“As ugly and flawed as the rescue process was, and as galling as Wall Street’s revived bravado and bonuses can be to most Americans, the fact remains that an economic collapse was averted, and that Main Street is recovering: slowly, but typically so for recessions brought on by credit crises. As Europe’s crisis persists for a fourth year, commentators around the globe have suggested that the Continent should have followed America’s example.”

Yes, the eurozone “should have followed America’s example” and provided a recovery program that expanded federal spending rather than inflicting austerity.  Indeed, they should have provided considerably more vigorous increases in recovery spending than we were able to do because of the opposition of leaders likes Treasury Secretary Timothy Geithner, Bowles, and Simpson.  Calmes, however, seems to think that the key to the U.S. economic recovery was the bailout of U.S. banks and that eurozone nations did not provide bank bailouts.  Both assumptions are incorrect.  The U.S. bailout made our banks and their owners wealthier, but it did not expand the economy.  Many European nations provided bank bailouts – and suffered a second gratuitous recession due to their austerity programs.

Calmes was particularly disturbed at Barofsky’s criticisms of Geithner and emphasized that Geithner had never cashed in.  It has just been announced that Warburg Pincus has hired Geithner as its President.  Calmes’ heroes have betrayed her faith, but her analytical failure in her 2010 book review was her inability to understand that Geithner’s preferred policy of austerity was the policy that explained Europe’s far more severe economic problems.  In her current “dirty secret” article she concedes that austerity in response to the Great Recession is self-destructive.

“With the unemployment rate stuck above 7 percent, Democrats are more interested in increasing spending for programs like public works and education, and ending the sequestration cuts, which economists say are costing hundreds of thousands of jobs.”

The sequestration, which is only one of several acts of federal austerity over the last two years, is “costing hundreds of thousands of jobs.”  Collectively, the multiple acts of federal, state, and local austerity have seriously reduced the pace of the recovery.  The real “dirty secret” about the Grand Betrayal is that it would harm the Nation by recreating the self-inflicted wound of austerity that devastated Europe.  That means that many Democratic members of Congress oppose the Grand Betrayal for the best of reasons that they are happy to proclaim publicly – he opposite of a “dirty secret.”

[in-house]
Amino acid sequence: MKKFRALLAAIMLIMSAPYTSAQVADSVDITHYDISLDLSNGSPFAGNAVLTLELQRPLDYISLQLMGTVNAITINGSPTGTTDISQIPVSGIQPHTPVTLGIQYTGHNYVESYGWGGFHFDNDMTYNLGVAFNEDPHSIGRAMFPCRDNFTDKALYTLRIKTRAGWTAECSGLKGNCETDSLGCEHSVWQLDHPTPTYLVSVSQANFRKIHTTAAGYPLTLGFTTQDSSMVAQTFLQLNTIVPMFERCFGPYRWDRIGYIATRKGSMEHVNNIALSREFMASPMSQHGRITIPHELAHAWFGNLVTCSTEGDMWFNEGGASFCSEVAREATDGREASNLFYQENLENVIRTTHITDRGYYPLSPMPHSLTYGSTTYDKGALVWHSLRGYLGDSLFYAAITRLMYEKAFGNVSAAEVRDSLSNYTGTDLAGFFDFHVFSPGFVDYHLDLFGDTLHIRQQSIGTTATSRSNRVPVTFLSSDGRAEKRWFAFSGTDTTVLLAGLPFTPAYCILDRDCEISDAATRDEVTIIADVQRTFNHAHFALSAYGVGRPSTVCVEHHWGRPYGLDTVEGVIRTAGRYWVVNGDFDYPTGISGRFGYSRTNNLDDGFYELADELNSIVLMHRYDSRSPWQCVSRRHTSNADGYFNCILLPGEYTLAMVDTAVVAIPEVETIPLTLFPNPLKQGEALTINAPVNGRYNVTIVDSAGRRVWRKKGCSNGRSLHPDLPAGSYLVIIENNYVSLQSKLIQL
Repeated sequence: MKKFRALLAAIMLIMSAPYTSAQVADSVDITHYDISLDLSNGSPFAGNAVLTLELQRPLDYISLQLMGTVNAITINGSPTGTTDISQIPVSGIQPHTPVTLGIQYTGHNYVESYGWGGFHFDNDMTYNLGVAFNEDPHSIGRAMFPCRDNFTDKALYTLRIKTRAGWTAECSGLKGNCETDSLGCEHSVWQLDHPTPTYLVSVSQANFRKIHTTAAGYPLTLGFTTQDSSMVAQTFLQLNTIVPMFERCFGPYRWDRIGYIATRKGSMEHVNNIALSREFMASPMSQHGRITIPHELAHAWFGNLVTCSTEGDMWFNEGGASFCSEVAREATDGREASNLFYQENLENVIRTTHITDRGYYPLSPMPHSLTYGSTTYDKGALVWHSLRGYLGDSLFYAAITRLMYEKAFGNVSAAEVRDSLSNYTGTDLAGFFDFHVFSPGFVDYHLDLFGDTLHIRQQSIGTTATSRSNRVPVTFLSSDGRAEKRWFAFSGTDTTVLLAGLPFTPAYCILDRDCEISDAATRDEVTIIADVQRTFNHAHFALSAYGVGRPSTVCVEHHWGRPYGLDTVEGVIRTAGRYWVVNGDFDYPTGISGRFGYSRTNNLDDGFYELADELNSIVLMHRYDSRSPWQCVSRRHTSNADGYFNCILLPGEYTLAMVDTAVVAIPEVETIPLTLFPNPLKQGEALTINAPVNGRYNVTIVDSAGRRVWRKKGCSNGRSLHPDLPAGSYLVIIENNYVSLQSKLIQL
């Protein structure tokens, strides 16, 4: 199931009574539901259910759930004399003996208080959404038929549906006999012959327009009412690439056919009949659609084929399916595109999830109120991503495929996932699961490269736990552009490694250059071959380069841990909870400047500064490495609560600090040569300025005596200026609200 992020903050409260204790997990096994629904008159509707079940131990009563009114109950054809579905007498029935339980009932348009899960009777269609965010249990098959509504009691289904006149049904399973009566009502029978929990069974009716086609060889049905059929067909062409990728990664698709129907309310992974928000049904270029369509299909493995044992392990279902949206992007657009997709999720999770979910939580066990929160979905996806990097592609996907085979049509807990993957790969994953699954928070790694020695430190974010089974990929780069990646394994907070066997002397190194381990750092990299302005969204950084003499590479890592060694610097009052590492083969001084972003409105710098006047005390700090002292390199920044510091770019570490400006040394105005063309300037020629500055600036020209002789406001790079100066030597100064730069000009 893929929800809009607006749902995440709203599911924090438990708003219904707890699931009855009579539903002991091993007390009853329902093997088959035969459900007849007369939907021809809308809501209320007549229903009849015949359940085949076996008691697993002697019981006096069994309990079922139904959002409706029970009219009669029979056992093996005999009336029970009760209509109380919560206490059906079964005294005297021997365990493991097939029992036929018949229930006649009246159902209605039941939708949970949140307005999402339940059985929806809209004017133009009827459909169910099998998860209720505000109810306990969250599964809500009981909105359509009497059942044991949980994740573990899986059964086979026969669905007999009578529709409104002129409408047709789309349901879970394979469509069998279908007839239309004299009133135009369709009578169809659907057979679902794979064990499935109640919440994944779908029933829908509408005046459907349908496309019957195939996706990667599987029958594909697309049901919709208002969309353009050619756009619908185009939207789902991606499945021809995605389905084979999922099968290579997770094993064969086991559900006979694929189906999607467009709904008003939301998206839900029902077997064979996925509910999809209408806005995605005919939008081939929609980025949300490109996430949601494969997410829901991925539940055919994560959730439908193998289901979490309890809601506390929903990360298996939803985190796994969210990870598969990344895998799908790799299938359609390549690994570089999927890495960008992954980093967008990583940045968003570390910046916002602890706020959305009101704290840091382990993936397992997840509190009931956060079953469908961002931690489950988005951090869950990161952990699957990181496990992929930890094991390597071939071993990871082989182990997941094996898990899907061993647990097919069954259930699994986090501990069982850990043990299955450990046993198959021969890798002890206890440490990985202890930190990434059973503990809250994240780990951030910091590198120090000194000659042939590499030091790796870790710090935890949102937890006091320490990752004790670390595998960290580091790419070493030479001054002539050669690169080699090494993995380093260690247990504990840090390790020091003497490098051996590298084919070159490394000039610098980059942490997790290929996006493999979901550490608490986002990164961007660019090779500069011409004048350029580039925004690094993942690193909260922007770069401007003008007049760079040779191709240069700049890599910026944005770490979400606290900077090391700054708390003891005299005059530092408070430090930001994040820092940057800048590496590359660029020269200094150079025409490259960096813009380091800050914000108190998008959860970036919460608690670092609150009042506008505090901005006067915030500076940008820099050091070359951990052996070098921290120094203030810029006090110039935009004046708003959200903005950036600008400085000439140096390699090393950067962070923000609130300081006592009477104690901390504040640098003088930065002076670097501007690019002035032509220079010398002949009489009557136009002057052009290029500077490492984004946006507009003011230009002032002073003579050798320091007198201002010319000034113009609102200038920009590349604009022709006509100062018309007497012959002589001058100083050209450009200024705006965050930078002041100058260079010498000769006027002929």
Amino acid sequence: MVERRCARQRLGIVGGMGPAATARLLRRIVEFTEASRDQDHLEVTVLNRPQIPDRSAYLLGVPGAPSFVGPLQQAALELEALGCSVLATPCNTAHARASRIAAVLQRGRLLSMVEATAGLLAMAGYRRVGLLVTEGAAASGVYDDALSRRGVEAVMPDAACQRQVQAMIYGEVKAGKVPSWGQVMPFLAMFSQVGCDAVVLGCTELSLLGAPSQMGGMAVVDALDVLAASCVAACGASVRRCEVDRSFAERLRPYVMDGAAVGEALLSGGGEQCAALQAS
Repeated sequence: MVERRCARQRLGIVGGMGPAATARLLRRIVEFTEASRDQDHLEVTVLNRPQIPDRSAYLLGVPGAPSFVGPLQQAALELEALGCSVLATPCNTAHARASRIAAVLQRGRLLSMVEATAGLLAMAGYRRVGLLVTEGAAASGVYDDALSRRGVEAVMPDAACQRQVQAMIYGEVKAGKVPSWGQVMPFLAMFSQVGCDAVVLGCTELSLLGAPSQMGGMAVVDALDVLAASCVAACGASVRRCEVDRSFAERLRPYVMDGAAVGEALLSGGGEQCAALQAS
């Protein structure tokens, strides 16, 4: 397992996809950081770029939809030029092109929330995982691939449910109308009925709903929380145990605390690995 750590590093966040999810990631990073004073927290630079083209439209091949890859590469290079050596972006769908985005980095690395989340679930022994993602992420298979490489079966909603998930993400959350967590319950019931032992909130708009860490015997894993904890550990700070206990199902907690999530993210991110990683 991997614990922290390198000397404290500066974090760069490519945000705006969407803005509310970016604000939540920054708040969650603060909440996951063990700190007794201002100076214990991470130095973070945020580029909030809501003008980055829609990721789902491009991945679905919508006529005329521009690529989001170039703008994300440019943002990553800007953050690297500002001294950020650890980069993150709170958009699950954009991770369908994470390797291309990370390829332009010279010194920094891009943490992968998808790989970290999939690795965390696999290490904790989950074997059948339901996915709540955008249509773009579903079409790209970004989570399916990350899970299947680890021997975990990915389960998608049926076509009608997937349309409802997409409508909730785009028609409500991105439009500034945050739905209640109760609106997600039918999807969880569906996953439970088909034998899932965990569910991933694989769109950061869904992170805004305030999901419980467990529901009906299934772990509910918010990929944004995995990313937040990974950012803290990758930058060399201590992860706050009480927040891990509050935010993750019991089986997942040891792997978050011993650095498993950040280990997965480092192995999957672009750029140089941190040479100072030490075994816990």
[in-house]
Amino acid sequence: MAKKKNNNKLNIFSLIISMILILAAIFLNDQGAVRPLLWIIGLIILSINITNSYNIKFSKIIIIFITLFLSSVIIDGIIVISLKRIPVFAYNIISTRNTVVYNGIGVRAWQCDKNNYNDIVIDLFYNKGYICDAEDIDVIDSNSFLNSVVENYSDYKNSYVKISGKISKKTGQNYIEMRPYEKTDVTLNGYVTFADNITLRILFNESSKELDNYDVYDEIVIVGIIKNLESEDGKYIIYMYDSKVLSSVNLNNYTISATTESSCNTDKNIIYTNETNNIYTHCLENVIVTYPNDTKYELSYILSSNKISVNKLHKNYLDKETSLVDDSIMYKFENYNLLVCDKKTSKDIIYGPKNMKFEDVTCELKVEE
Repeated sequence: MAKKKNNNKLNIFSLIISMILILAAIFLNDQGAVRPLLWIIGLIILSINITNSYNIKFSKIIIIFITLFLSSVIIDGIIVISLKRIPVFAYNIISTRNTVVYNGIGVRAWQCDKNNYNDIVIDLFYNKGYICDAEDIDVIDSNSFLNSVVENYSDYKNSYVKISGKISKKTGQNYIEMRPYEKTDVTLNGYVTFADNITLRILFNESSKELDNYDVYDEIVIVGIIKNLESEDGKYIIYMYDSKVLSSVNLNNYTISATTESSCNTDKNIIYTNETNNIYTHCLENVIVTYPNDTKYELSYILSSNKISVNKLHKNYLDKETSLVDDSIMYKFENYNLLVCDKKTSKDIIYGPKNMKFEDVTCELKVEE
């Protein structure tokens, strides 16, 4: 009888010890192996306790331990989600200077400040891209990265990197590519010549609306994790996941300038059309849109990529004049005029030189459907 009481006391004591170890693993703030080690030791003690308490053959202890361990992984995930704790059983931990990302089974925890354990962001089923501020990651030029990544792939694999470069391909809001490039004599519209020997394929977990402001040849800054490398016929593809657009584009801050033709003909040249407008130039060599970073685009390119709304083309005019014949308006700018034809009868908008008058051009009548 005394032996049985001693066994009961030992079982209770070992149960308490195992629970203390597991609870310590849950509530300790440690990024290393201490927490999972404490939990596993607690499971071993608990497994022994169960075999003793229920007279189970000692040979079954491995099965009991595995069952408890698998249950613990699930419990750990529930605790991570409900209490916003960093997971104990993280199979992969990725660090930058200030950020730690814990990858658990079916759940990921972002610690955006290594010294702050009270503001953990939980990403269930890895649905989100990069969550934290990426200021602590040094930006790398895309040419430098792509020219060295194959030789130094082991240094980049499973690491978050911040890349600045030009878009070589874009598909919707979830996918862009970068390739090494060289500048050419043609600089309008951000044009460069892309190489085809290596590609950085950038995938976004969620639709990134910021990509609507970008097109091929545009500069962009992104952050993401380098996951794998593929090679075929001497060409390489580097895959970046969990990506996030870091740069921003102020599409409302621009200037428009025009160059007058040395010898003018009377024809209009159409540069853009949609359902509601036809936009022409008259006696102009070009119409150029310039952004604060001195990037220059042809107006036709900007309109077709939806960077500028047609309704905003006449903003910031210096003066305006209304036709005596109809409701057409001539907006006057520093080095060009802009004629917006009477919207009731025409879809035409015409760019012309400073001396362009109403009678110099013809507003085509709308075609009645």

It is Calmes who still seems to think it makes sense to adopt even more severe austerity now through cuts in the safety net and other governmental spending, even though it will cost hundreds of thousands of additional jobs, in order to “save” (my characterization of her implicit argument) Social Security in 2033.  She quotes this source with apparent approval.

“David Winston, a Republican pollster close to House leaders, said that especially in a slow-growing economy, lawmakers have a hard time selling voters on proposals like fixing Social Security to avoid shortfalls in the 2030s.

‘That pressure isn’t there,’ he said. ‘People are more like, ‘I’m in a job where I’m clearly underemployed. How did this happen? How do we resolve underemployment as a problem, as opposed to dealing with Social Security in 2033?’”

Winston, a “pollster” with no understanding of economics is upset that “voters” and members of Congress are economically literate and realize that Winston’s arguments about “fixing Social Security” now by cutting current benefits is ridiculous.  Social Security is currently in surplus.  If we cut Social Security benefits today it does not provide any additional real resources in 2033.  We can produce additional real resources in 2033 through programs we implement between today and 2033 that increase training, improve health, and produce higher rates of employment.  Reducing unemployment today is helpful to reducing unemployment in 2033 because extended unemployment is strongly associated with reduced future employment.  There is no inconsistency between working to reduce underemployment today and being able to provide full benefits to Social Security recipients in 2033.  Cutting Social Security benefits today would add to austerity and inflict even greater damage on our productive capacity, which is what defines our ability to provide real resources to those in need.  Once more, the only “dirty secret” is that the proponents of the Grand Betrayal and their media mavens are economically illiterate as well as callous.  If their policies were adopted our Nation would suffer more.

13 responses to “Jackie Calmes’ “Dirty Secret” about the Opponents of Austerity is that they are Correct

  1. Here’s another dirty secret: Government backing for the banks REQUIRES deficit spending by the monetary sovereign else the interest for the debt nearly everyone is driven into by the government-backed banks cannot be met in aggregate UNLESS we export real goods and services and the Fed creates/sells dollars for/to foreigners so they can buy those exports – assuming those countries are not attempting to be net exporters themselves.